Oh yeah, Invisible War is gorgeous, but it's quite possibly one of the darkest games I've ever seen in my entire life. We're talking about Thief level darkness at certain points -- darker even than what I've seen of DOOM. This means you'll want to keep a handy supply of energy cells in that refined purse, because those Mag-Lite nano-augmented eyes of yours are going to be working overtime. Despite being cast in shadows (I think making the metro station nearly pitch black was a little overboard), Deus Ex still features some truly amazing graphics. Just about everything in the world seems to be meticulously detailed or bump-mapped or at the very least powered by Havok physics. This means that it's possible to throw a giant bump-mapped box down a flight of stairs, watch its shadows change depending on the nearby light source, and then see it slam into an enemy and perhaps knock him over, assuming your strength augmentation is up to spec. Pretty neat stuff. If facial animations were better and the game managed to run at a steady framerate on my GeForce FX 5950 Ultra, I'd wager this to be one of the prettiest titles seen in some time.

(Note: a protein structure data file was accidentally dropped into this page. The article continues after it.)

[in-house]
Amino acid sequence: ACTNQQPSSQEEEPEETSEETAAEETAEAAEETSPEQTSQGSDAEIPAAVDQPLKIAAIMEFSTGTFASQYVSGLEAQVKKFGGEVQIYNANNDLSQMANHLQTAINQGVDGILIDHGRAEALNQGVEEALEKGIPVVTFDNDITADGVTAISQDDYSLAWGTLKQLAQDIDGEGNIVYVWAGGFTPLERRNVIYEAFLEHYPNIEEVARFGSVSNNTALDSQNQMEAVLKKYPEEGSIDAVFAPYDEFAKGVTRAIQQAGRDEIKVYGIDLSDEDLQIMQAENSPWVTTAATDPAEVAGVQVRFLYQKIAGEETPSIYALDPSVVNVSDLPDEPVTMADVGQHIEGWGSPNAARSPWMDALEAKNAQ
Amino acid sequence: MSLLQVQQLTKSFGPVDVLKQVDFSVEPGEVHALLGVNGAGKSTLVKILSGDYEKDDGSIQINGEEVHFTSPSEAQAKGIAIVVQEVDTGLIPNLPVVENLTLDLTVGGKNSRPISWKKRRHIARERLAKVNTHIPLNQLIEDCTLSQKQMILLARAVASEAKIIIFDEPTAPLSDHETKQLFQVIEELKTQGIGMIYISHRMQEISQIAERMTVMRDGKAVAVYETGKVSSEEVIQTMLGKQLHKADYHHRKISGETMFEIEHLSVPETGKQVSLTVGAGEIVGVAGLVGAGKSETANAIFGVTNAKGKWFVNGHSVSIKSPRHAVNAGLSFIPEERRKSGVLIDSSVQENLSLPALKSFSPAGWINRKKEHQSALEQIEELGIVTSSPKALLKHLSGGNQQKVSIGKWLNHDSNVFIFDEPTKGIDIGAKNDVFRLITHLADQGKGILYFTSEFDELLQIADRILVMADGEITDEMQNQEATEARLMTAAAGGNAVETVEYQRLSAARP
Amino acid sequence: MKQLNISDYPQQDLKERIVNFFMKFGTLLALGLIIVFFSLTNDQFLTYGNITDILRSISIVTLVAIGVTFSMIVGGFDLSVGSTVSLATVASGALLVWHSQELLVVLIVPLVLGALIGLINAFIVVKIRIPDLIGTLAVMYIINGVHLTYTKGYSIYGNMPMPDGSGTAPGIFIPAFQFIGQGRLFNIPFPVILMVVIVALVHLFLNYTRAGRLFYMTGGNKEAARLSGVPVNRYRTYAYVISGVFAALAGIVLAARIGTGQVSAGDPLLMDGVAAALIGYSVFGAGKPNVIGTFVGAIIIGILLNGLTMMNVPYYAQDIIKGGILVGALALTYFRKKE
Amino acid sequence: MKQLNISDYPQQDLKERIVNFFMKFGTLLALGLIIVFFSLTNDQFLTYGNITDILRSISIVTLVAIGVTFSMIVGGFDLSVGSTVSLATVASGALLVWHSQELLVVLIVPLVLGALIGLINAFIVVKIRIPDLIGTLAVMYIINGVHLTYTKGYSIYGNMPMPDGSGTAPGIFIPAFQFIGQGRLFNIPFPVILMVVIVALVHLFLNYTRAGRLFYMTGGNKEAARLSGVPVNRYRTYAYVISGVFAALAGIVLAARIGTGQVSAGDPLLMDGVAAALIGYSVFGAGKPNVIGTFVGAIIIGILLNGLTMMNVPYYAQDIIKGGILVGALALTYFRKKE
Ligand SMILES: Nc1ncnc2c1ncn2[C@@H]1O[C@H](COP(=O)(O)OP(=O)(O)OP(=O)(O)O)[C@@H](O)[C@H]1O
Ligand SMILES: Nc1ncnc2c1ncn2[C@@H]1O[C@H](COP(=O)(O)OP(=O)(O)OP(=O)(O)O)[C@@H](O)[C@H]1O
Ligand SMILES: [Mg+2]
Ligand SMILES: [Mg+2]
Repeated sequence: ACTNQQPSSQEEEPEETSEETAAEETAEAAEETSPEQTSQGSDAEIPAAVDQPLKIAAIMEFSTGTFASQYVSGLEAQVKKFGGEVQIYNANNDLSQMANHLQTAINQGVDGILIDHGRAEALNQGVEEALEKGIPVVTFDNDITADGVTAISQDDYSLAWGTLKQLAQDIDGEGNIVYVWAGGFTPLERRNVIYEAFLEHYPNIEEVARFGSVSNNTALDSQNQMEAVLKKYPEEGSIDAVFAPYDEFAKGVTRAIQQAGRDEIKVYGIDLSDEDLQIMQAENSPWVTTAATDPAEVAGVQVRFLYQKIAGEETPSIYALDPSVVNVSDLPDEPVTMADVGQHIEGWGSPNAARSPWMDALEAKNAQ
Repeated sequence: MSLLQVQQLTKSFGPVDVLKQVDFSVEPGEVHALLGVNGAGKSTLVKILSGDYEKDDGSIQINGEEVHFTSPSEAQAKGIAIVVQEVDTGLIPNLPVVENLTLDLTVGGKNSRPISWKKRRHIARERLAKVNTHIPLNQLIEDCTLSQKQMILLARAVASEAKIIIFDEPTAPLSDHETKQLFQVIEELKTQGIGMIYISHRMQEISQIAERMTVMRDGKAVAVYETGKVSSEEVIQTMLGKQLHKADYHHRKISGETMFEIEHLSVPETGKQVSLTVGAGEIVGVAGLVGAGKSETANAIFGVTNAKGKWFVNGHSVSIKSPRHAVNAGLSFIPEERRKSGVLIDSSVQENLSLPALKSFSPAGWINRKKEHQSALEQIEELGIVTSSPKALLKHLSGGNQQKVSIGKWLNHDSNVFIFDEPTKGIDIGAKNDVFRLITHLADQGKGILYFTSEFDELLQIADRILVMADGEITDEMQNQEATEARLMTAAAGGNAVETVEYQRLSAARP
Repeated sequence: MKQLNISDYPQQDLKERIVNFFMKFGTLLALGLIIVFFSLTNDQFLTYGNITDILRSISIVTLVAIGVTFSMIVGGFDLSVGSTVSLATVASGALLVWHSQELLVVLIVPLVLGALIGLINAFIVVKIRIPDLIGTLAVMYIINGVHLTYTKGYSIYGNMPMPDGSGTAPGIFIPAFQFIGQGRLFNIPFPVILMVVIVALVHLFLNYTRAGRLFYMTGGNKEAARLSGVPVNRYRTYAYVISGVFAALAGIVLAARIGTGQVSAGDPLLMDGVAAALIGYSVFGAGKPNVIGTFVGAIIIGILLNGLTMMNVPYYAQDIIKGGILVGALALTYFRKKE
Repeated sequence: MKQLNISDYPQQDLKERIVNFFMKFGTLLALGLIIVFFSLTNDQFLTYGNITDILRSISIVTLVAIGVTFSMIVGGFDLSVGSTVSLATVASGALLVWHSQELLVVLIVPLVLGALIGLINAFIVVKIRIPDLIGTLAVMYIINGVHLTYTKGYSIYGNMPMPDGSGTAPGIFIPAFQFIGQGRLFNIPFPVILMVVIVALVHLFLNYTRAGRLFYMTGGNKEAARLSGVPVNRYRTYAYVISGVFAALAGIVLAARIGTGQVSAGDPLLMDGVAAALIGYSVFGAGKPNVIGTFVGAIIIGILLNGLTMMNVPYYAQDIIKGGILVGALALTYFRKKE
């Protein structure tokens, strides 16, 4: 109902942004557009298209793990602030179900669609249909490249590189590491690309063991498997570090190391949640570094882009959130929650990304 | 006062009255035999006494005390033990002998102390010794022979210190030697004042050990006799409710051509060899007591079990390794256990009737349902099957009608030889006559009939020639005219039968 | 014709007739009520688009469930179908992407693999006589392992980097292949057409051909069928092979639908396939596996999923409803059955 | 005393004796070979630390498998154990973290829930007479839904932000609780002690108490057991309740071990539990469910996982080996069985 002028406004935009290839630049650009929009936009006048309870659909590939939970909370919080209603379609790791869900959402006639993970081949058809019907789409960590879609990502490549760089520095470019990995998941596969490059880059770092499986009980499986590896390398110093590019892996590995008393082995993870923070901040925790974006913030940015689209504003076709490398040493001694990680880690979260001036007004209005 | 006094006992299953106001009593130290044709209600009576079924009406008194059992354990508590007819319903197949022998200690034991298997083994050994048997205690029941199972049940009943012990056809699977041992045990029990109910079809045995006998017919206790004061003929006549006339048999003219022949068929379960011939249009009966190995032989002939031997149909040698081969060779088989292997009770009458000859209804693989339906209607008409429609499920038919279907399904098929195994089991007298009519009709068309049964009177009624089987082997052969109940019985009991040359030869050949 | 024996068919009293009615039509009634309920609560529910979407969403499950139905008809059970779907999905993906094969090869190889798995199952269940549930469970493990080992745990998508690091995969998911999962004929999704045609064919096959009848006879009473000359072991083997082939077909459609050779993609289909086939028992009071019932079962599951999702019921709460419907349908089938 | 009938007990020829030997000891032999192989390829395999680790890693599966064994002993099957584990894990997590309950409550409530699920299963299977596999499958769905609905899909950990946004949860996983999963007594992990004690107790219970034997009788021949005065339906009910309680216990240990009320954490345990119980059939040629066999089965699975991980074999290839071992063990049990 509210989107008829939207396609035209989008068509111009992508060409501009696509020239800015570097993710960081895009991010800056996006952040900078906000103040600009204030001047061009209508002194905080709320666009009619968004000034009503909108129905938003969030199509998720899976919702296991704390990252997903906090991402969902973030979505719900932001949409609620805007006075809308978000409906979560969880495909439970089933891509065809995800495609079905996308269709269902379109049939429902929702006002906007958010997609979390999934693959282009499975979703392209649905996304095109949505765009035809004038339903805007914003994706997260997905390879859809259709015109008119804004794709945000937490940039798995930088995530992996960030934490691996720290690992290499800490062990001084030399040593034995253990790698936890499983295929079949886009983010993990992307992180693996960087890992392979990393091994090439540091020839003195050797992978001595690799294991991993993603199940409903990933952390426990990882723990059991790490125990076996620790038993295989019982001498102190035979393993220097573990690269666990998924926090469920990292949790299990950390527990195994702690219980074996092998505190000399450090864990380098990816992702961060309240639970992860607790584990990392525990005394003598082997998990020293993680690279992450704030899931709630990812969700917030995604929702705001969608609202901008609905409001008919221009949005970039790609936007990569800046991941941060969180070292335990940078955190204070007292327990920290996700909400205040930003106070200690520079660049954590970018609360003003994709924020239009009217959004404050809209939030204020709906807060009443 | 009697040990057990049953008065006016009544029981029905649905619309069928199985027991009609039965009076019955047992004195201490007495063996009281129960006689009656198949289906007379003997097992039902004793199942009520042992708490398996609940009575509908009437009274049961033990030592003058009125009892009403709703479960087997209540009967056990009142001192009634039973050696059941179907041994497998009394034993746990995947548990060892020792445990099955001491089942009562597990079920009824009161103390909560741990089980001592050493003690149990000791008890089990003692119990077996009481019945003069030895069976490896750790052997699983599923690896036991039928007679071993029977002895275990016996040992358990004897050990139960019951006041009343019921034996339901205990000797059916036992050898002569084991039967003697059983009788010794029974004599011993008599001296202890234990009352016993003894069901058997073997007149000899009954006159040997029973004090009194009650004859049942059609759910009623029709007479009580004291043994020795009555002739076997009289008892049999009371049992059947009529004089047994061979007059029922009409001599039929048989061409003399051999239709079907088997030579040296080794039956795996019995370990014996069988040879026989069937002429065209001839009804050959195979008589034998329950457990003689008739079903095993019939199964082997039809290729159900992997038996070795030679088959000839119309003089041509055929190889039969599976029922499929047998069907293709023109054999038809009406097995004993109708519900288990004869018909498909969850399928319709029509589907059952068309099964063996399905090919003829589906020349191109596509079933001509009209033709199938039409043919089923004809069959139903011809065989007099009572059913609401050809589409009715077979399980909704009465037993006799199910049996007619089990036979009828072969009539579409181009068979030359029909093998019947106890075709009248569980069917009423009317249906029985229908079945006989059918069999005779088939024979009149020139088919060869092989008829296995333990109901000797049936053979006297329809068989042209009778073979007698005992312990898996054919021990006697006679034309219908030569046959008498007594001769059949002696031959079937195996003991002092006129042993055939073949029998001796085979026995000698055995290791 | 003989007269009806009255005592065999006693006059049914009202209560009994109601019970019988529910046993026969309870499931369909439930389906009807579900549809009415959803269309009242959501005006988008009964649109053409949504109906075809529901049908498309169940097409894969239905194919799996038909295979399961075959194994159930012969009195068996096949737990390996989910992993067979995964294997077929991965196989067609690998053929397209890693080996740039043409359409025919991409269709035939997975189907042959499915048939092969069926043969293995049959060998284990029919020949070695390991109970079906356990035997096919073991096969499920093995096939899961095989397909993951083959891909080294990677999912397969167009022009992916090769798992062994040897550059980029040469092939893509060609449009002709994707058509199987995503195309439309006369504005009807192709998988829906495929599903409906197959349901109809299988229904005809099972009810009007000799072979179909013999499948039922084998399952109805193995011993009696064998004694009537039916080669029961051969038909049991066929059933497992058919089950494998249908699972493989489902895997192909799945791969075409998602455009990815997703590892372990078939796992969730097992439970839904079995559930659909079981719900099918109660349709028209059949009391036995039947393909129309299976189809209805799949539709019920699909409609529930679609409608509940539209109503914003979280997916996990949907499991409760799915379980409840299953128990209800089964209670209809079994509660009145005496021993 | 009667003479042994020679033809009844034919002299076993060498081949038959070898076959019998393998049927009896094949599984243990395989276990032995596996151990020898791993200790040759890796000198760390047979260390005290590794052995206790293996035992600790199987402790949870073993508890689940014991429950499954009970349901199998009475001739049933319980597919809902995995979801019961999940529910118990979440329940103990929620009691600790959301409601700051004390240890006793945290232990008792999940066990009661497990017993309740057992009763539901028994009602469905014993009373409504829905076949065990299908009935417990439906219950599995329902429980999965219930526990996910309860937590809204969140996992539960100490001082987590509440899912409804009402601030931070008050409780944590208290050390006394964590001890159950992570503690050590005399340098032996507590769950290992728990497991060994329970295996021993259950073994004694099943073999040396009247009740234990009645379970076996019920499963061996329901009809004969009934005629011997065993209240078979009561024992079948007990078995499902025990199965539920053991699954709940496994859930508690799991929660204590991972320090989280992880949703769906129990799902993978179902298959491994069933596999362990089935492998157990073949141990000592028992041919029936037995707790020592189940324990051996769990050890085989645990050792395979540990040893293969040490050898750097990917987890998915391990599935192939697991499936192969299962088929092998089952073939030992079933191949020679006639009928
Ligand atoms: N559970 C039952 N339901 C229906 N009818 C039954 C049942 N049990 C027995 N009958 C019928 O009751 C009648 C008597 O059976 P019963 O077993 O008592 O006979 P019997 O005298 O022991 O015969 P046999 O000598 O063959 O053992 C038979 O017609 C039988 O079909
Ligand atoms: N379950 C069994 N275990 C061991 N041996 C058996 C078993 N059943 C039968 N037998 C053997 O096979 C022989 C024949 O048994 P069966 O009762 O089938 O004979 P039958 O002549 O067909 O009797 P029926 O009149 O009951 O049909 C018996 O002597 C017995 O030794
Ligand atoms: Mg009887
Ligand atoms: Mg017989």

Right now I've barely scratched the surface of Deus Ex, but I am thus far, wholly impressed. The game is gorgeous, the fiction is engaging, and the play is faithful to the original (I am curious to see how it all plays out). And, even though I'd very much like a more satisfying flame throwing experience (it's a dreadful effect), the feeling of Deus Ex is quickly returning. It takes a while for it to set in, but when it does, and you finally realize that you truly can do pretty much whatever you like while exploring this grand world, building your character into a super force to be reckoned with and unraveling this complex plot, it's simply impossible to deny.

So? Will it be worth your wait? Yes, I certainly believe so. I think performance will be an issue with a lot of people, but the gameplay in this RPG is exactly what you might expect. I'll be back with a review sometime around launch (early December).

Copyright © 2003 Ziff Davis Media Inc. All Rights Reserved. Originally appearing in 1UP.